For Additional Information, Contact: Jim Ball 703-866-4740 or e-mail: jball@erols.com

Global Tracking Holster

The "Trackable Holster", also referred to as the "Smart Holster" is a patented system which communicates the status of a firearm user when the firearm is removed from the holster. The users location is determined by using global positioning system (GPS) technology and several methods of transmission to the monitoring center. The inventor has recently submitted a proposal to NIJ for funding of the prototype. The inventor has also forwarded a proposed letter-of-intent for a licensing agreement to PMG, Inc. of Wheeling, WV for consideration and PMG, Inc. is in the process of negotiations with EWA Inc., Fairmont, WV concerning the electronics for this invention. Colt's Manufacturing Inc. has also been advised of this initiative in connection with their Smart Gun development effort.

For Additional Information, Contact: Tom Burgoyne 304-243-2527 or e-mail: tburgoyne@nttc.edu.

Integrated Face Identification System

OLETC is developing a hardware-software prototype of a face composite-picture matching system for law enforcement and correction agencies. Today, during the investigation of crime, the law enforcement personnel can readily construct the composite, as a reasonably accurate representation of the face of the alleged perpetrator, based on information provided by the witness(es). However, the actual identification of the perpetrator generally takes a very long time (weeks, months, years) because the existing law enforcement system does not have a nationwide capability that can quickly utilize the available pictures (photographic and/or electronic) of the criminals. The system under development will be able to match (within different levels of confidence) any face composite constructed by a law enforcement agency, with the picture(s) of the criminal(s) within minutes. OLETC expects to complete the proof-of- concept demonstration of this revolutionary face composite - picture matching system within six months.

For Additional Information, Contact Arsev Eraslan 304-243-4336 or e-mail: aeraslan@nttc.edu.

Emergency Location Identification

OLETC is assisting a small company in Ohio with the commercialization of a patented system which will aid the emergency response units in pinpointing the location of a 911 distress call. The product is particularly appealing for use by senior citizens, single parent homes and homes with infants.

OLETC will aid the technology developer in commercializing the system by forming a partnership among the developer, service provider and manufacturer. The technology assessment, market analysis and intellectual property protection aspects of the commercialization process have been completed. Necessary activities pertaining to business planning, licensing are being developed at present.

For Additional Information, Contact: Tom Burgoyne 304-243-2527 or e-mail: tburgoyne@nttc.edu.

Positional Asphyxia Video

OLETC is working with the Jails Division, National Institute of Corrections (NIC), Longmont, Colorado to consider the production of a fifteen minute video concerning positional asphyxia in a jail setting. NIC was requested by their Advisory Board to pursue this request with OLETC. The video production effort is expected to take 12 months.

For Additional Information, Contact: Diane Hedinger 304-243-2473; e-mail: dhedinger@nttc.edu, or Tom Burgoinne 304-243-2527; e-mail: tburgoyne@nttc.edu.

Tuff Cuffs

Tuff Cuffs are disposable handcuffs made by a small company in New York which is seeking to be acquired by a competent manufacturing firm. OLETC is working with Tuff Cuff to assist with market research and finding an acquisition partner. OLETC is initiating the market research.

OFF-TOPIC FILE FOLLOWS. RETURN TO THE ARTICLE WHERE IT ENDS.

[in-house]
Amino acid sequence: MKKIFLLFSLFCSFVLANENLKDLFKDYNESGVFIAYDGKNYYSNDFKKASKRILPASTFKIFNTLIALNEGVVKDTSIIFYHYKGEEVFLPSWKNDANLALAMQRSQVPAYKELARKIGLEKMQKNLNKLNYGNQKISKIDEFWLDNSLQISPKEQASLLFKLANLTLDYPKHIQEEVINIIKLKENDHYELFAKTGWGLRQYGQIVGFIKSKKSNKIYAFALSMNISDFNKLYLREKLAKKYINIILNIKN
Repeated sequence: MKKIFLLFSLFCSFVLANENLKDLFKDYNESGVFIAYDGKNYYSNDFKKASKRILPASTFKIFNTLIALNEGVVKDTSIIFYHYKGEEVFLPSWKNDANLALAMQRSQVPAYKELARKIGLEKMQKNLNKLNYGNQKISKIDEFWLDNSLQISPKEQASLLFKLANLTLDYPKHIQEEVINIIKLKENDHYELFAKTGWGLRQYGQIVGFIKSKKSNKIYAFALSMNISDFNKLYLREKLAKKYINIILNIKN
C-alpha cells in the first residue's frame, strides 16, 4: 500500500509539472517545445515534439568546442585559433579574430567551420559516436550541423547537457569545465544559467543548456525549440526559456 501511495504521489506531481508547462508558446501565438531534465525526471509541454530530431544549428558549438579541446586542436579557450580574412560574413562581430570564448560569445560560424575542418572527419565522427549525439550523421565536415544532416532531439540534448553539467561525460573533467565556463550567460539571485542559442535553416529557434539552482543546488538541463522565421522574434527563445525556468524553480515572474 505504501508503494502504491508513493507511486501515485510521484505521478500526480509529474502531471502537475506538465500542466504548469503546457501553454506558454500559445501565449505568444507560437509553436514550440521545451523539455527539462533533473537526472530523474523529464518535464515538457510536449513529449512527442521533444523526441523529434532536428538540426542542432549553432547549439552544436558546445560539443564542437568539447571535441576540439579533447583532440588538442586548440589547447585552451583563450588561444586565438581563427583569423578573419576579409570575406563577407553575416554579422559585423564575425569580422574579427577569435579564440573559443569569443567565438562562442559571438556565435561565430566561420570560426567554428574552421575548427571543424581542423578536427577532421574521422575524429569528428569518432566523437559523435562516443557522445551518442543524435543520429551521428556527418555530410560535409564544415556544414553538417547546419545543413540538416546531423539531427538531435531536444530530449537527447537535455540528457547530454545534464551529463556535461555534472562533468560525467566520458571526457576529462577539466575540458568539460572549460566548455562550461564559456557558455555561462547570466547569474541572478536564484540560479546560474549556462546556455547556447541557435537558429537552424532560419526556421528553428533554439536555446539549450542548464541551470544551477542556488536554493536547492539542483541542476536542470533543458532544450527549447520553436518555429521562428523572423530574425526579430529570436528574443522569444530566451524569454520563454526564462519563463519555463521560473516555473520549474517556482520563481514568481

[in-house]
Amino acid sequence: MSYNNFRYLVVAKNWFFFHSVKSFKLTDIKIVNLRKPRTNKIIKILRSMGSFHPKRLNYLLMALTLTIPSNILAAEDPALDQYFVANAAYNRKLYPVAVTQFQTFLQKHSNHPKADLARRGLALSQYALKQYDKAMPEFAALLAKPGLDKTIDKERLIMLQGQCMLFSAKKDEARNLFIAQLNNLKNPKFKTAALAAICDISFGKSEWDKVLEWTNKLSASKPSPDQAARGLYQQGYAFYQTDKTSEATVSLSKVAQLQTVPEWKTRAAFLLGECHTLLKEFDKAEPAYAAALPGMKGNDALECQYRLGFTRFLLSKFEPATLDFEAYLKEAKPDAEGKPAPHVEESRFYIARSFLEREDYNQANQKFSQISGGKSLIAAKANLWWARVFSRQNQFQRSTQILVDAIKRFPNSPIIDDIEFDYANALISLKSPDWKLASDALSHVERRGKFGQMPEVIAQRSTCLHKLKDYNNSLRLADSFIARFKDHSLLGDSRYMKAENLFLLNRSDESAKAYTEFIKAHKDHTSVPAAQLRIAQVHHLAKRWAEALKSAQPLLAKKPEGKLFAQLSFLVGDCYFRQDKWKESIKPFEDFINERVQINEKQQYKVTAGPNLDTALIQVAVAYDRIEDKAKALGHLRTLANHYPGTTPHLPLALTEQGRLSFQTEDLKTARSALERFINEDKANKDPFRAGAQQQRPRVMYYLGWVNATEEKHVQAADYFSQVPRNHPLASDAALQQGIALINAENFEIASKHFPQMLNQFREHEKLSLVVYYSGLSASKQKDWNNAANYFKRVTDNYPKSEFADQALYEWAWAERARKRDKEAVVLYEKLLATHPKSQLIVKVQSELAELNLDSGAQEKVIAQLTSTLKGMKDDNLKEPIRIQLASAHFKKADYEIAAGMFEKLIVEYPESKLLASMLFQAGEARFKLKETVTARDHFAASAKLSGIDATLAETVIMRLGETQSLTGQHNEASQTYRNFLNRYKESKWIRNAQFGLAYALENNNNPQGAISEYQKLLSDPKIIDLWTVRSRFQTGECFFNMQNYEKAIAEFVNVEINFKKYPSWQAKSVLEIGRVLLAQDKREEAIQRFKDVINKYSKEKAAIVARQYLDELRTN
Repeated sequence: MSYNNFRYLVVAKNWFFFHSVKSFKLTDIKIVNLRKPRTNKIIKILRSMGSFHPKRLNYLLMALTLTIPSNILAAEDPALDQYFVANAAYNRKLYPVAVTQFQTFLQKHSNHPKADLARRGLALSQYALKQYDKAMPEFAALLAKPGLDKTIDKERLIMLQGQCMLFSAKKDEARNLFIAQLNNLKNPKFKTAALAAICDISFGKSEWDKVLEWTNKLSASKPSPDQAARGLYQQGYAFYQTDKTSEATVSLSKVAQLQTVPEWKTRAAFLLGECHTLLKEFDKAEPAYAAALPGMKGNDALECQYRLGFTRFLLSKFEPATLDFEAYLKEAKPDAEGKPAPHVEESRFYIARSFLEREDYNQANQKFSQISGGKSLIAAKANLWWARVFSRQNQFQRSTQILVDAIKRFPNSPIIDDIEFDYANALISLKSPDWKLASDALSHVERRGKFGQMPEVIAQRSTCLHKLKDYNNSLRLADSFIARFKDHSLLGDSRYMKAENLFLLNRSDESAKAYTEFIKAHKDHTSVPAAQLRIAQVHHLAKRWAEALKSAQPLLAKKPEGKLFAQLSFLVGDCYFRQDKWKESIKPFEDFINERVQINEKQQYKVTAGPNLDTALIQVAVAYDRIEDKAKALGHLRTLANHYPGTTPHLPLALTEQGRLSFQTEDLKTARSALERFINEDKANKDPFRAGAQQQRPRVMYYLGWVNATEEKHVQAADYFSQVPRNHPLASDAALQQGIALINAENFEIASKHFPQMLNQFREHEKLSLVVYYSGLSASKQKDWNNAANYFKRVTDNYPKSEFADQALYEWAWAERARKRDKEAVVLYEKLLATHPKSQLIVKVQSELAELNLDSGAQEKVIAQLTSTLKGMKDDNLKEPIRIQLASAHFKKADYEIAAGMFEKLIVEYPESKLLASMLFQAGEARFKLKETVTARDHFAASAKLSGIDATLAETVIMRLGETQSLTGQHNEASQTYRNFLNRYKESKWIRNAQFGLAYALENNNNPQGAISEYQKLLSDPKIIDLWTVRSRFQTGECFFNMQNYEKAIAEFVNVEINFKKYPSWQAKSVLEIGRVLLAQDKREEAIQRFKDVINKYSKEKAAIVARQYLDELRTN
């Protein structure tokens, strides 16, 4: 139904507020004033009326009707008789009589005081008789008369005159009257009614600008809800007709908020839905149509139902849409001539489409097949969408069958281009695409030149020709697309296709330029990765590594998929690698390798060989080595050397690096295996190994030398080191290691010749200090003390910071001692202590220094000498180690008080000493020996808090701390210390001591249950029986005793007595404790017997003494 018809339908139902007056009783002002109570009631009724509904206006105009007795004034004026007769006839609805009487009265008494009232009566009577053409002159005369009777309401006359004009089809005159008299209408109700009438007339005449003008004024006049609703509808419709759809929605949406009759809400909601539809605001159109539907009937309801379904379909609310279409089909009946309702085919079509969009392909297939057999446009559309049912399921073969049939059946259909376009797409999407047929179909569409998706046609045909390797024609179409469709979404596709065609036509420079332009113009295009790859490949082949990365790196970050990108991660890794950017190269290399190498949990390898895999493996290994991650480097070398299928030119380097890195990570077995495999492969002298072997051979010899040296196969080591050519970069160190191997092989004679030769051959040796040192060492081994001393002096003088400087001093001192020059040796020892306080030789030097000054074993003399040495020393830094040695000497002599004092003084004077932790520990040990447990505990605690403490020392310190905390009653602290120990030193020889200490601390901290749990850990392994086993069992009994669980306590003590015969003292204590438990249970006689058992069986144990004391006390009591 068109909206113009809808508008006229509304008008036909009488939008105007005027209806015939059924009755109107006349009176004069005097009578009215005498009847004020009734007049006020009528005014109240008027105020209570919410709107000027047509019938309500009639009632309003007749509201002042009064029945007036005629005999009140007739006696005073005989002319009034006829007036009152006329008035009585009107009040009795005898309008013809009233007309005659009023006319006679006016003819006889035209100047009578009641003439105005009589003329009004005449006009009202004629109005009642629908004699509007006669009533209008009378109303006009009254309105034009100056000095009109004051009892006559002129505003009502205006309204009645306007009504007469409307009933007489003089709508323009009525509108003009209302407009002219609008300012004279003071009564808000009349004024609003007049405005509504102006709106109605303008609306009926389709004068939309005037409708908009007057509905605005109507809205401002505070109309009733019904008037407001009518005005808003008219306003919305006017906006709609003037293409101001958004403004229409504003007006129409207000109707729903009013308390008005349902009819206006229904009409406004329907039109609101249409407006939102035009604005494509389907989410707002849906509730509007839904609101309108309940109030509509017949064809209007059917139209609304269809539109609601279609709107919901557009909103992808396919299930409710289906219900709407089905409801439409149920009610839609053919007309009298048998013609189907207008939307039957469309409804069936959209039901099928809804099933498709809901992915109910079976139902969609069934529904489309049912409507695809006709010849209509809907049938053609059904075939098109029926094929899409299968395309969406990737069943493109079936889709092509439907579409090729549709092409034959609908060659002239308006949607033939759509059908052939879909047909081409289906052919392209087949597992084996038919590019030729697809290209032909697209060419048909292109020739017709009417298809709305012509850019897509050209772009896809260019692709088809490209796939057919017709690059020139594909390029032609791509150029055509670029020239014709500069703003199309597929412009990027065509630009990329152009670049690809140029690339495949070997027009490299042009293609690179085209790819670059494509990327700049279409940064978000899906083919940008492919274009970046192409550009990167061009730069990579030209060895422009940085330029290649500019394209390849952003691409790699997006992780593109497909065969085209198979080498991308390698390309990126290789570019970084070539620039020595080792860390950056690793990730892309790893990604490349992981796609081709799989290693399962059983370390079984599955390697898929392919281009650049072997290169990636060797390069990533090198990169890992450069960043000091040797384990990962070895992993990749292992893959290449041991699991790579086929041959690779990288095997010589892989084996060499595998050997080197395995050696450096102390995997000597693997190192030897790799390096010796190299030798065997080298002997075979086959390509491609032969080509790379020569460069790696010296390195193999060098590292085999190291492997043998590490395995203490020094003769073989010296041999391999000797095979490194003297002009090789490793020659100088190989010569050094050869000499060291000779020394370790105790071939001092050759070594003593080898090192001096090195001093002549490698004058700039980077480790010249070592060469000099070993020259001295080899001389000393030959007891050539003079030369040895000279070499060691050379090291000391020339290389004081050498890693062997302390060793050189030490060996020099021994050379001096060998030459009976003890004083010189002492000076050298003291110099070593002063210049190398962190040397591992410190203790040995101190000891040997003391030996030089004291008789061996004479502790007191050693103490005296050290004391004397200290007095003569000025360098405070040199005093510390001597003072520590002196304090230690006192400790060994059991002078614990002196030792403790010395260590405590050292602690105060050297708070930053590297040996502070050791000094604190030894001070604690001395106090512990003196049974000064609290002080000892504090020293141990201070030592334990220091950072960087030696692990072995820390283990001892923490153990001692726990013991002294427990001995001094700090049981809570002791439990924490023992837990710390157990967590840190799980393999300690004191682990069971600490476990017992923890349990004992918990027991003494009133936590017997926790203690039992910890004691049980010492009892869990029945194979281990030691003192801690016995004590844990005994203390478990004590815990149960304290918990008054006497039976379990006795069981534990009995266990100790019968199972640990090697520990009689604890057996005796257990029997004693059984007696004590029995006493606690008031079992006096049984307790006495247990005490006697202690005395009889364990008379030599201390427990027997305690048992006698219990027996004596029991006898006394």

For Additional Information, Contact: Tom Burgoyne 304-243-2527 or e-mail: tburgoyne@nttc.edu.

Tiger Vision

Tiger Vision is a hand-held day and night vision device developed by a small company who has requested OLETC assistance in market penetration. The device has been given an initial favorable review by the Border Patrol and others. A connection with ITT is being explored to determine if it is a possible low end addition to ITT's night vision product line.

For Additional Information, Contact: Jerry Bortman 304-243-2530 or e-mail: jbortman@nttc.edu.

Innovative Acquisition Strategies

Innovative product acquisition strategies are needed for use by small and medium size State and local law enforcement and corrections organizations. These strategies must include identification of new and innovative ways for the law enforcement community to acquire new technology products. OLETC is planning to develop cost-effective acquisition methods and options including "toolkits" for convincing the decision makers on the value of acquiring new technology-based products and methodologies to illustrate innovative ways to procure or accelerate purchases. OLETC is coordinating with a non-profit organization of progressive and entrepreneurial city and county governments in the United States representing over 20,000 local government entities. OLETC will investigate how to work with state and local governments who have developed good communications and processes to permit their police departments to modernize with the support of the government management and the populace that they serve.

For Additional Information, Contact: Jim Ball 703-866-4740 or e-mail: jball@erols.com.

Creative Funding Initiatives

Building on OLETC's earlier efforts in identifying "Best Practice" creative funding success stories developed in 1995, OLETC is exploring potential partnerships which will examine ways and means to assist law enforcement agencies to raise funds for acquisition of new law enforcement technology products. Such initiatives may include local business sponsorship projects, coupon programs, law enforcement "baseball cards", community service organization fund drives, technology cost benefit toolkits, technology briefing packages, and budget paradigm shift methodologies. OLETC will work with state and local governments and with national and local law enforcement associations in developing this effort.